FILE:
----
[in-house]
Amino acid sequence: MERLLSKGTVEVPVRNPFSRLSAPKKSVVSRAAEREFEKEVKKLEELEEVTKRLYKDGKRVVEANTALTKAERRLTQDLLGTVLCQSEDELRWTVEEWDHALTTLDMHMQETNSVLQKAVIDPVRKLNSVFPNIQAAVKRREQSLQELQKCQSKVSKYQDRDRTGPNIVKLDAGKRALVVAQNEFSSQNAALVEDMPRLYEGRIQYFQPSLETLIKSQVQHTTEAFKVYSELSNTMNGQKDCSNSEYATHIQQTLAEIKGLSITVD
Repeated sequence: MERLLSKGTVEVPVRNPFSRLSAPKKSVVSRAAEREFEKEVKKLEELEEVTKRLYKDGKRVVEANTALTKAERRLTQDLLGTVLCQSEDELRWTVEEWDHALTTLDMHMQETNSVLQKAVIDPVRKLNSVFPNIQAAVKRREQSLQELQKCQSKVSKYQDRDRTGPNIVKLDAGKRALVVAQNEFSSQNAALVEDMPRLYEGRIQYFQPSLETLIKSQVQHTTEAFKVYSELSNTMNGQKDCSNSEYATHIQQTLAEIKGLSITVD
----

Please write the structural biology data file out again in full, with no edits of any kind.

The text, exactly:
[in-house]
Amino acid sequence: MERLLSKGTVEVPVRNPFSRLSAPKKSVVSRAAEREFEKEVKKLEELEEVTKRLYKDGKRVVEANTALTKAERRLTQDLLGTVLCQSEDELRWTVEEWDHALTTLDMHMQETNSVLQKAVIDPVRKLNSVFPNIQAAVKRREQSLQELQKCQSKVSKYQDRDRTGPNIVKLDAGKRALVVAQNEFSSQNAALVEDMPRLYEGRIQYFQPSLETLIKSQVQHTTEAFKVYSELSNTMNGQKDCSNSEYATHIQQTLAEIKGLSITVD
Repeated sequence: MERLLSKGTVEVPVRNPFSRLSAPKKSVVSRAAEREFEKEVKKLEELEEVTKRLYKDGKRVVEANTALTKAERRLTQDLLGTVLCQSEDELRWTVEEWDHALTTLDMHMQETNSVLQKAVIDPVRKLNSVFPNIQAAVKRREQSLQELQKCQSKVSKYQDRDRTGPNIVKLDAGKRALVVAQNEFSSQNAALVEDMPRLYEGRIQYFQPSLETLIKSQVQHTTEAFKVYSELSNTMNGQKDCSNSEYATHIQQTLAEIKGLSITVD